Sequestering the farm
In Washington, D.C., the nation's leaders continue tussling over popular issues like immigration, taxes, healthcare, abortion, guns and foreign affairs.
Climate change activists wish they would be thinking more about soil. That's because stopping greenhouse gas emissions alone will not stop climate change. The carbon dioxide emitted through centuries of industrial activity will continue to drive warming unless it is removed from the air and put somewhere.
"There are only three places carbon can go," Brillinger said. "It can go into the atmosphere, where we don't want it, into the ocean, where we also don't want it because it causes acidification, or into soil and woody plants where we do want it. Carbon is the backbone of all forests and is a critical nutrient of soil."
But most of the Earth's soil carbon has been lost to the atmosphere, causing a spike in atmospheric carbon. In the 1700s, the Earth's atmosphere contained less than 280 parts per million of carbon dioxide, according to scientists. Now, we are at more than 400 and counting. Climate experts generally agree that the atmospheric carbon level must be reduced to 350 or less if we are to keep at bay the most disastrous possible impacts of warming.
This is why farmers and the soil they work will be so important in mitigating climate change. By employing certain practices and abandoning other ones, farmers and ranchers can turn acreage into valuable carbon sinks — a general agricultural approach often referred to as "carbon farming."
Conventional agriculture practices tend to emit carbon dioxide. Regular tilling of the soil, for example, causes soil carbon to bond with oxygen and float away as carbon dioxide. Tilling also causes erosion, as do deforestation and overgrazing. With erosion, soil carbon enters waterways, creating carbonic acid — the direct culprit in ocean acidification. Researchers have estimated that unsustainable farming practices have caused as much as 80 percent of the world's soil carbon to turn into carbon dioxide.
By carbon farming, those who produce the world's food can simultaneously turn their land into precious carbon sinks. The basic tenets of carbon farming include growing trees as windbreaks and focusing on perennial crops, like fruit trees and certain specialty grain varieties, which demand less tilling and disturbance of the soil.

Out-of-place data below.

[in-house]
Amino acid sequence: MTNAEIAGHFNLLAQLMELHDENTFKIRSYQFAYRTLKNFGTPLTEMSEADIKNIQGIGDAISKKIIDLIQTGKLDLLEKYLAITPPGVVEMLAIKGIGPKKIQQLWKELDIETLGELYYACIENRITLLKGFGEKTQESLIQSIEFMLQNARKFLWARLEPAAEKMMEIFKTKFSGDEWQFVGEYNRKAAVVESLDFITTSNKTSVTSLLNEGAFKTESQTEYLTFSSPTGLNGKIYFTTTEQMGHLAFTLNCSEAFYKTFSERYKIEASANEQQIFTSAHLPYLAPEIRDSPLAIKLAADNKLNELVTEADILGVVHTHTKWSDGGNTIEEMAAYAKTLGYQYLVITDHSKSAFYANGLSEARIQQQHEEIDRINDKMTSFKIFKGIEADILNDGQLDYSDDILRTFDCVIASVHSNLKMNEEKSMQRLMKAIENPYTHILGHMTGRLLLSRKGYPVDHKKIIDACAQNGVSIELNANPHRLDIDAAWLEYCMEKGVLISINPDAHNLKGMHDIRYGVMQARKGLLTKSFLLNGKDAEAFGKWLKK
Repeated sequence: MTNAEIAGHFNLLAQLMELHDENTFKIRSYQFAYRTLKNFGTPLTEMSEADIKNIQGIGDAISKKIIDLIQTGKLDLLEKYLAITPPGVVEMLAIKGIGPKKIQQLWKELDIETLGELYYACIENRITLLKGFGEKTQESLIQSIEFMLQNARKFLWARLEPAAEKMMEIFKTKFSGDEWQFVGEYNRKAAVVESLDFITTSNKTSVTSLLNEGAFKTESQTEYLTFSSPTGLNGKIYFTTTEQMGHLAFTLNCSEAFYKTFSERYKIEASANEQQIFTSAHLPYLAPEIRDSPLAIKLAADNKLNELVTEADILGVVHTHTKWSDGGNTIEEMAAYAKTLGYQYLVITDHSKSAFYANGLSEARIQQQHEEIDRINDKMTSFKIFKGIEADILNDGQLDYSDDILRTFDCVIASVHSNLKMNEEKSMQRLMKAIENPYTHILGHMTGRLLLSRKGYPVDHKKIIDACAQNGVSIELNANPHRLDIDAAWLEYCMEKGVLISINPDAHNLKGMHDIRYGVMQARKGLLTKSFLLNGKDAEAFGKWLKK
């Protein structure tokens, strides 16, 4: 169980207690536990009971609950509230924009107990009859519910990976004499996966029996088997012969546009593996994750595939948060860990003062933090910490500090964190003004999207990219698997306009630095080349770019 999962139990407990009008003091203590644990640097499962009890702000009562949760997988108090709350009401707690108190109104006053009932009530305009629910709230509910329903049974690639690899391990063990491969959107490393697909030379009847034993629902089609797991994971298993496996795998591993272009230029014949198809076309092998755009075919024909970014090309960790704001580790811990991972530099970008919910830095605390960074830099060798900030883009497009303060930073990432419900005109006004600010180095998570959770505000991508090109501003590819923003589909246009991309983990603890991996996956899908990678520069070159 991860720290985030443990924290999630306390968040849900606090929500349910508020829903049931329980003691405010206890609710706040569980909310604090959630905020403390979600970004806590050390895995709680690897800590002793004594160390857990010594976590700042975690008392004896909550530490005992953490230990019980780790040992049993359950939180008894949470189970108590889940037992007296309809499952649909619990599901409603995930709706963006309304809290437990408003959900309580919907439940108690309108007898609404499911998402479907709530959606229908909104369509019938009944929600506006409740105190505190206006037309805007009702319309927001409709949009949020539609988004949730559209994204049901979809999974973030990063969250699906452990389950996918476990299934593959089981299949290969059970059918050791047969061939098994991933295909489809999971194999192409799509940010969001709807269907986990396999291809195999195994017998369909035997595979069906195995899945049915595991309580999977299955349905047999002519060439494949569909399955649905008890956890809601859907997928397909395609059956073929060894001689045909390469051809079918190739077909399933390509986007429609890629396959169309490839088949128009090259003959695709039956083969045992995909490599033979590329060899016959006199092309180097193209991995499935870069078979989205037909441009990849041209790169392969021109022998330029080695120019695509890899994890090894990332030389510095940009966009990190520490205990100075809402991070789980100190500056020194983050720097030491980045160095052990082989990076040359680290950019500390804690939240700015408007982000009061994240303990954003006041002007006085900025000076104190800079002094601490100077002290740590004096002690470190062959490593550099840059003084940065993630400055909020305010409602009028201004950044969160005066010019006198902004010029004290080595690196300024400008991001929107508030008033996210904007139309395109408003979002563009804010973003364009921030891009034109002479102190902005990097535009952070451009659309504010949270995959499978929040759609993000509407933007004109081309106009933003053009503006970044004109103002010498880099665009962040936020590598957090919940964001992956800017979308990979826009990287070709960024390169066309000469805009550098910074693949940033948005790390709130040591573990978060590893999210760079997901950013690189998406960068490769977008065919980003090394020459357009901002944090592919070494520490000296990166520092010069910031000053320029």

Eric Toensmeier, a senior fellow with the climate advocacy group Project Drawdown and the author of The Carbon Farming Solution, says many other countries are far ahead of the United States in both recognizing the importance of soil as a place to store carbon and funding programs that help conventional farmers shift toward carbon farming practices. France, for instance, initiated a sophisticated program in 2011 that calls for increasing soil carbon worldwide by 0.4 percent every year. Healthy soil can contain 10 percent carbon or more, and France's program has the potential over time to decelerate the increase in atmospheric carbon levels.
Toensmeier is optimistic about the progress being made in the United States, too. The U.S. Department of Agriculture funds programs that support environmentally friendly farming practices that protect watersheds or enhance wildlife habitat, largely through planting perennial grasses and trees.
"And it turns out a lot of the practices they're paying farmers to do to protect water quality or slow erosion also happen to sequester carbon," Toensmeier said.
He says it appears obvious that the federal government is establishing a system by which they will eventually pay farmers directly to sequester carbon. Such a direct faceoff with climate change, however, may be a few years away still.
Climate activists may even need to wait until 2021.
"First we need a president who acknowledges that climate change exists," Toensmeier said.
National politics and city reform
Climate reform advocates still talk about Bernie Sanders' fiery attack on fracking as a source of global warming in the May primary debate with Hillary Clinton.
"If we don't get our act together, this planet could be 5 to 10 degrees warmer by the end of this century," Sanders said then. "Cataclysmic problems for this planet. This is a national crisis."
Sanders was not exaggerating. The Earth has already warmed by 1.7 degrees since 1880, and it's getting hotter. Even with the advances made in Paris, the world remains on track to be 6.1 degrees warmer by 2100 than it was in pre-industrial times, according to a United Nations emissions report released in early November. The authors of another paper published in January in the journal Nature predicted temperatures will rise as much as 10 degrees.